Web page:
This invention relates to electronic article surveillance (EAS) systems and more particularly to an EAS antenna system adapted for environments having wide exits and entrances.

2. Description of the Related Art

Electronic Article Surveillance (EAS) systems are detection systems that allow the identification of a marker or tag within a given detection region. EAS systems have many uses, but most often they are used as security systems for preventing shoplifting in stores or removal of property in office buildings. EAS systems come in many different forms and make use of a number of different technologies.

A typical EAS system includes an electronic detection unit, markers and/or tags, and a detacher or deactivator. The detection units can, for example, be formed as pedestal units, buried under floors, mounted on walls, or hung from ceilings. The detection units are usually placed in high traffic areas, such as entrances and exits of stores or office buildings. The markers and/or tags have special characteristics and are specifically designed to be affixed to or embedded in merchandise or other objects sought to be protected. When an active marker passes through a marker detection region, the EAS system sounds an alarm, a light is activated, and/or some other suitable alert devices are activated to indicate the removal of the marker from the prescribed area.

Common EAS systems operate with these same general principles using either transceivers, which each transmit and receive, or a separate transmitter and receiver. Typically the transmitter is placed on one side of the detection region and the receiver is placed on the opposite side of the detection region. The transmitter produces a predetermined excitation signal in a marker detection region. In the case of a retail store, this detection region is usually formed at a checkout aisle or an exit. When an EAS marker enters the detection region, the marker has a characteristic response to the excitation signal, which can be detected. For example, the marker may respond to the signal sent by the transmitter by using a simple semiconductor junction, a tuned circuit composed of an inductor and capacitor, soft magnetic strips or wires, or vibrating resonators. The receiver subsequently detects this characteristic response. By design, the characteristic response of the marker is distinctive and not likely to be created by natural circumstances.

EAS systems are often called upon for coverage of a large detection area, such as a wide mall store entrance. The mall store entrance can sometimes cover the width of the mall store itself. Such relatively large detection areas require special design considerations. For example, the EAS system used for coverage must be carefully designed to avoid any gaps through which a marker might pass through undetected, while simultaneously avoiding false alarming caused by markers attached to store inventory which may be displayed near the detection region.

When conventional EAS antenna systems, typically formed of loop antennas, are used in openings wider than about 2.5 meters, detection performance begins to deteriorate. Wide mall store entrances may need detection areas up to 4 to 5 meters wide, or wider. As used herein, wide exits and wide entrances refer to exits/entrances having widths greater than about 2.5 meters, and which are typically 4 to 5 meters or wider. Attempts at solutions to the wide entrance environment include adding additional antennas in the floor and/or ceiling. Adding loop antennas in existing flooring causes many problems, as the floor must be torn up in order to install the loop antenna.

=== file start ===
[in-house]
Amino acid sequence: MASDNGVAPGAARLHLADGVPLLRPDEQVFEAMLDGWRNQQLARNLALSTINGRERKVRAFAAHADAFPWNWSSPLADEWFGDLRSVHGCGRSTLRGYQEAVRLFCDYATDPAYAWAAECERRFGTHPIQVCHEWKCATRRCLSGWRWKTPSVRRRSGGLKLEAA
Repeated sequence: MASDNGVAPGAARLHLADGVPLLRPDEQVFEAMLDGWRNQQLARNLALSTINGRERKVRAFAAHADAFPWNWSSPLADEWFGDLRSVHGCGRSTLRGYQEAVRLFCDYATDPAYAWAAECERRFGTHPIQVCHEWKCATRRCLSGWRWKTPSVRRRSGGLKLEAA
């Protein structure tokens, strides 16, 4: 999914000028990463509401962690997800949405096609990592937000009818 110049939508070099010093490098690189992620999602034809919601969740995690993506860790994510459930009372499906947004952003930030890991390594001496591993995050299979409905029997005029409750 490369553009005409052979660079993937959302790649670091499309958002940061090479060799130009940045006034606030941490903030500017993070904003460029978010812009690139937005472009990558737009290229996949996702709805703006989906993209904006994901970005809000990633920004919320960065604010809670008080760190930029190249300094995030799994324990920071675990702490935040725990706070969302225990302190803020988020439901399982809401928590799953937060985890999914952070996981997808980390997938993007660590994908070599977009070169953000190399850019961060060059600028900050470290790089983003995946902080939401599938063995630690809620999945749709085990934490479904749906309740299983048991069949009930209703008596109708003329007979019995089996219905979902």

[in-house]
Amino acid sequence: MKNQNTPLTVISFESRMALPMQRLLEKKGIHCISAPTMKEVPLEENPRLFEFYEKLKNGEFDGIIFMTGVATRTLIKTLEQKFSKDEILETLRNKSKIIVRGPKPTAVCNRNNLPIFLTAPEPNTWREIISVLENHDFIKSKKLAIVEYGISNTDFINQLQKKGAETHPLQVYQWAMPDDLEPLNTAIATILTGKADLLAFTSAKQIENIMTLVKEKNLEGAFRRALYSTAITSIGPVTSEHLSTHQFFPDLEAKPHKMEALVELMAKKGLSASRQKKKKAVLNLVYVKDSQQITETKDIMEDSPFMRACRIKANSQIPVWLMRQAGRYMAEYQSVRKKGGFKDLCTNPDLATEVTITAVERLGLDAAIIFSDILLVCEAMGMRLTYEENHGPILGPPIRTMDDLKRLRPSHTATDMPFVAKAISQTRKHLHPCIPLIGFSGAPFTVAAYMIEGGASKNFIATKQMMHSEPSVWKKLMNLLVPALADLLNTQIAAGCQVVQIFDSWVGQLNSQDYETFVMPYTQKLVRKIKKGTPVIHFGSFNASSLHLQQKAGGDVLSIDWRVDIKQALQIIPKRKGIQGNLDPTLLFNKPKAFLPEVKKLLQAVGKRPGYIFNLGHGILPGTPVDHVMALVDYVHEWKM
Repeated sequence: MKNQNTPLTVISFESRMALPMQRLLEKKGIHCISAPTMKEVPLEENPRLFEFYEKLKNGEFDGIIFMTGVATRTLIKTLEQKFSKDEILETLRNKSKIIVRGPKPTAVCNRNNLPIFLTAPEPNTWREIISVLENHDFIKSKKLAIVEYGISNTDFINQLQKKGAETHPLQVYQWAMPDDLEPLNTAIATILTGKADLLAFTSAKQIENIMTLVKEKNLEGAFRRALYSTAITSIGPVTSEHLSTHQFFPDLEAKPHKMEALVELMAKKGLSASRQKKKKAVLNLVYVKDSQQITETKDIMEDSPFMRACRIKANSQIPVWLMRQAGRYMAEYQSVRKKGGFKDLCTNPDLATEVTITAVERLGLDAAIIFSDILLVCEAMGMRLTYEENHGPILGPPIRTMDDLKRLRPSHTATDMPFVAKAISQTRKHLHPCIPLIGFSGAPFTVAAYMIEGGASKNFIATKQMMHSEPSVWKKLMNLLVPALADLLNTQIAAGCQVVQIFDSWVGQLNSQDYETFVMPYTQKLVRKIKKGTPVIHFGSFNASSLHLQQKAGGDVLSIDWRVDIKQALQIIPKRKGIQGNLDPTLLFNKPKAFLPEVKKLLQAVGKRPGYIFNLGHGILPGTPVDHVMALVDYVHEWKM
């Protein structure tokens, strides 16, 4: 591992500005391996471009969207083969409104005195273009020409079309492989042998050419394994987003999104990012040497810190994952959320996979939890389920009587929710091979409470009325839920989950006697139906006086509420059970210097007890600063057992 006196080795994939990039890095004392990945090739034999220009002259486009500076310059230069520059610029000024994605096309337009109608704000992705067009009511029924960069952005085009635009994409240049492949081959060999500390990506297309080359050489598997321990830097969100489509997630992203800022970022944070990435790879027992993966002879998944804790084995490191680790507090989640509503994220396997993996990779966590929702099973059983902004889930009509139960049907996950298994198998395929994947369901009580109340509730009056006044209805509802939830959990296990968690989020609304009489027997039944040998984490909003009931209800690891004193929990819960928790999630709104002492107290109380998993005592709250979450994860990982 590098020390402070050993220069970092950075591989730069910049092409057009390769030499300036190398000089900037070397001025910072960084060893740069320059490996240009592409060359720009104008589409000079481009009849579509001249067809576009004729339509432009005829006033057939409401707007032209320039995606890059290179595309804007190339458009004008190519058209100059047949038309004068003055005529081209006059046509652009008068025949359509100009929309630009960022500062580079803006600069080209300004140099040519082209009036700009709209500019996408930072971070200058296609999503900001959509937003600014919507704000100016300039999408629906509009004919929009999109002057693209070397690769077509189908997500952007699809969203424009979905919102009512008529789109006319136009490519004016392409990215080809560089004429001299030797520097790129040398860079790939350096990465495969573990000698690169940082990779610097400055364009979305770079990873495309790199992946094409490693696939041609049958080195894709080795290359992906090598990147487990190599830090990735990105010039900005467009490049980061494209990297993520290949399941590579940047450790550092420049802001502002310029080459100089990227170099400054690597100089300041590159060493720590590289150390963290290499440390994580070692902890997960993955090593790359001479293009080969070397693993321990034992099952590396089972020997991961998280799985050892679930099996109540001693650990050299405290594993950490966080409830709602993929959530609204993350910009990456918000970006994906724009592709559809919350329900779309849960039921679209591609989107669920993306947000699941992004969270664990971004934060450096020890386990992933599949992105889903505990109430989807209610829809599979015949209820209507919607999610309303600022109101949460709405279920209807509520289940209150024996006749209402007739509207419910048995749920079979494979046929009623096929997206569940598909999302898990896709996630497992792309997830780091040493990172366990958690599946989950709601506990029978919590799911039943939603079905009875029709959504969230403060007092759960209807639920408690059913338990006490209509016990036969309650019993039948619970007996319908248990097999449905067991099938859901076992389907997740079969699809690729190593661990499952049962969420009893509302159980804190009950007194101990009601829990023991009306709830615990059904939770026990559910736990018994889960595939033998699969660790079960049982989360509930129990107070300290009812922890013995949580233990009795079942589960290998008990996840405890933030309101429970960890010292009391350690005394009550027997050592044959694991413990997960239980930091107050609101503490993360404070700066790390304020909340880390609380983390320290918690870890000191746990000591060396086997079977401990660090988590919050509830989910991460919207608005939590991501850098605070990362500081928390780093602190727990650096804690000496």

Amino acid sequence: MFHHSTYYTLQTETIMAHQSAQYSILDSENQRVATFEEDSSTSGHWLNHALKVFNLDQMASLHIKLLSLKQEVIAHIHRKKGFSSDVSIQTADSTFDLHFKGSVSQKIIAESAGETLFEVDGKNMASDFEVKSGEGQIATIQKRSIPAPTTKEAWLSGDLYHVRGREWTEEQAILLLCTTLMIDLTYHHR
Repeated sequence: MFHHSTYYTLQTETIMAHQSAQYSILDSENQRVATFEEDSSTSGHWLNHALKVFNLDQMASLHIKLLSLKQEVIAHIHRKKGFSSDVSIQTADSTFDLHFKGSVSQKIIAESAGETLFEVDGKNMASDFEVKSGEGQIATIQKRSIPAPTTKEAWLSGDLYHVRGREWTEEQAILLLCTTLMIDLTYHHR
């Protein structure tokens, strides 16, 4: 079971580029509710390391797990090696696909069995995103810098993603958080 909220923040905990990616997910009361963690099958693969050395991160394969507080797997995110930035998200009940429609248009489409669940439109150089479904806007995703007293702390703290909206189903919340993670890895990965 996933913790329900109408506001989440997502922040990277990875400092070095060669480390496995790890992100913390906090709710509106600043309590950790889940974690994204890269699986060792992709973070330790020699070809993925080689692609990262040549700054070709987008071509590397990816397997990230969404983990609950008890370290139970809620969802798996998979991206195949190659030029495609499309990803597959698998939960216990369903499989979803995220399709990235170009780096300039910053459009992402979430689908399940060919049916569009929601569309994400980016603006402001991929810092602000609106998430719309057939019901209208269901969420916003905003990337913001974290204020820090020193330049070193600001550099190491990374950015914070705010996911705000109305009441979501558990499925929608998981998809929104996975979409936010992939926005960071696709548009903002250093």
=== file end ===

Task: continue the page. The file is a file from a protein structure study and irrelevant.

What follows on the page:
U.S. Pat. No. 6,400,273 discloses an example of a wide exit solution that includes additional floor and ceiling mounted antennas. A large loop transmit antenna is mounted either in the floor or the ceiling, and several large ferrite core receiver antennas are mounted in the floor or ceiling. As known in the art, loop pedestal antennas can also be mounted at the ends of the detection zone, but are limited in range and cannot cover a wide exit. Multiple antennas can be spaced apart with overlapping detection zones to cover a wide area. The floor and ceiling mounted loop transmit antenna and ferrite core receiver antennas have serious installation requirements because of their size.

BRIEF SUMMARY OF THE INVENTION

The present invention is an electronic article surveillance antenna system for wide exit interrogation zones and, in a first aspect, includes a first and a second transmit antenna, each adapted for installation on opposite sides of a wide interrogation zone. A third transmit antenna is adapted for installation adjacent the ceiling of the wide interrogation zone. The first, second, and third transmit antennas are connectable to a transmitter for generation of an interrogation signal for transmission into the wide interrogation zone. A plurality of amorphous core receiver antennas are adapted for installation in the grout region of a floor, or under the flooring, of the wide interrogation zone. The output of each of the plurality of amorphous core receiver antennas are connectable to a receiver for detection of a response signal from an electronic article surveillance tag disposed in the wide interrogation zone. The response signal is responsive to the interrogation signal.

The system may further include a fourth transmit antenna.

The plurality of amorphous core receiver antennas can be configured in a plurality of orthogonal pairs of amorphous core receiver antennas.

Each of the transmit antennas can be loop antennas. Alternately, each of the transmit antennas can be magnetic core antennas.